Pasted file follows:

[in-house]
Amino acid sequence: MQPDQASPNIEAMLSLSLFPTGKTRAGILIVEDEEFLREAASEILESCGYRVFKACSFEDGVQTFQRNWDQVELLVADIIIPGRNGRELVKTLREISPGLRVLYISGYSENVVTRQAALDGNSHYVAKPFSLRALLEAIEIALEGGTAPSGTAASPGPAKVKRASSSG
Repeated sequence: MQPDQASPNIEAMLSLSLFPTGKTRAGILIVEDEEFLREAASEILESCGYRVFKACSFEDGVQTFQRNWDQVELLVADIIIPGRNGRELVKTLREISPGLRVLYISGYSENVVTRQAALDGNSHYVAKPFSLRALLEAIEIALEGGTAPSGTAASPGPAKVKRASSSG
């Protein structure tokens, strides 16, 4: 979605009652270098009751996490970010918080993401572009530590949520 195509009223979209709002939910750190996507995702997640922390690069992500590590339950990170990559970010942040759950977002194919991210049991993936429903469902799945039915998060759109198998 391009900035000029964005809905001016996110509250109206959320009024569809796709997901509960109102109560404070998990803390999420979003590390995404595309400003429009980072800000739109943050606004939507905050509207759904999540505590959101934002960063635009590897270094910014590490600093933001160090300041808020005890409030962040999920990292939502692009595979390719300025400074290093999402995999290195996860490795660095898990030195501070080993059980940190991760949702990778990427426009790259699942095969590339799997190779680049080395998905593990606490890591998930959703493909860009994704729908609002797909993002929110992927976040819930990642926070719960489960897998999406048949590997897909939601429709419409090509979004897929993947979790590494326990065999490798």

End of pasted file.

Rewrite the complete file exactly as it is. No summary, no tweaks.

[in-house]
Amino acid sequence: MQPDQASPNIEAMLSLSLFPTGKTRAGILIVEDEEFLREAASEILESCGYRVFKACSFEDGVQTFQRNWDQVELLVADIIIPGRNGRELVKTLREISPGLRVLYISGYSENVVTRQAALDGNSHYVAKPFSLRALLEAIEIALEGGTAPSGTAASPGPAKVKRASSSG
Repeated sequence: MQPDQASPNIEAMLSLSLFPTGKTRAGILIVEDEEFLREAASEILESCGYRVFKACSFEDGVQTFQRNWDQVELLVADIIIPGRNGRELVKTLREISPGLRVLYISGYSENVVTRQAALDGNSHYVAKPFSLRALLEAIEIALEGGTAPSGTAASPGPAKVKRASSSG
């Protein structure tokens, strides 16, 4: 979605009652270098009751996490970010918080993401572009530590949520 195509009223979209709002939910750190996507995702997640922390690069992500590590339950990170990559970010942040759950977002194919991210049991993936429903469902799945039915998060759109198998 391009900035000029964005809905001016996110509250109206959320009024569809796709997901509960109102109560404070998990803390999420979003590390995404595309400003429009980072800000739109943050606004939507905050509207759904999540505590959101934002960063635009590897270094910014590490600093933001160090300041808020005890409030962040999920990292939502692009595979390719300025400074290093999402995999290195996860490795660095898990030195501070080993059980940190991760949702990778990427426009790259699942095969590339799997190779680049080395998905593990606490890591998930959703493909860009994704729908609002797909993002929110992927976040819930990642926070719960489960897998999406048949590997897909939601429709419409090509979004897929993947979790590494326990065999490798």